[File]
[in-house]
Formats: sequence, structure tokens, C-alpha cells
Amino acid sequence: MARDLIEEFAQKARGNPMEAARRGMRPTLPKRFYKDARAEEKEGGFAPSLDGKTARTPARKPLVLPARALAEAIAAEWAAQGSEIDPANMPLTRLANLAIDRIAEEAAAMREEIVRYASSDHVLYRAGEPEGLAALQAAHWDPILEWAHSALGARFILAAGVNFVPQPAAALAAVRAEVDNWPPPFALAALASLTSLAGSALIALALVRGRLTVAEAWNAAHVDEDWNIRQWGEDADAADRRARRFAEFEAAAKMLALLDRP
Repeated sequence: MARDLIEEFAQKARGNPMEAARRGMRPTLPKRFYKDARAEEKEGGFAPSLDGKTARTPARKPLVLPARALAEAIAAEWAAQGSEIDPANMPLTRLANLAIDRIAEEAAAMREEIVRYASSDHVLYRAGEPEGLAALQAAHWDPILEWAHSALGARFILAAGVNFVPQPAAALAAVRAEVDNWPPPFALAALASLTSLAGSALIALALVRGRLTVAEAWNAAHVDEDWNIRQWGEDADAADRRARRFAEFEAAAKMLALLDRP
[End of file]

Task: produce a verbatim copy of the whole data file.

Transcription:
[in-house]
Formats: sequence, structure tokens, C-alpha cells
Amino acid sequence: MARDLIEEFAQKARGNPMEAARRGMRPTLPKRFYKDARAEEKEGGFAPSLDGKTARTPARKPLVLPARALAEAIAAEWAAQGSEIDPANMPLTRLANLAIDRIAEEAAAMREEIVRYASSDHVLYRAGEPEGLAALQAAHWDPILEWAHSALGARFILAAGVNFVPQPAAALAAVRAEVDNWPPPFALAALASLTSLAGSALIALALVRGRLTVAEAWNAAHVDEDWNIRQWGEDADAADRRARRFAEFEAAAKMLALLDRP
Repeated sequence: MARDLIEEFAQKARGNPMEAARRGMRPTLPKRFYKDARAEEKEGGFAPSLDGKTARTPARKPLVLPARALAEAIAAEWAAQGSEIDPANMPLTRLANLAIDRIAEEAAAMREEIVRYASSDHVLYRAGEPEGLAALQAAHWDPILEWAHSALGARFILAAGVNFVPQPAAALAAVRAEVDNWPPPFALAALASLTSLAGSALIALALVRGRLTVAEAWNAAHVDEDWNIRQWGEDADAADRRARRFAEFEAAAKMLALLDRP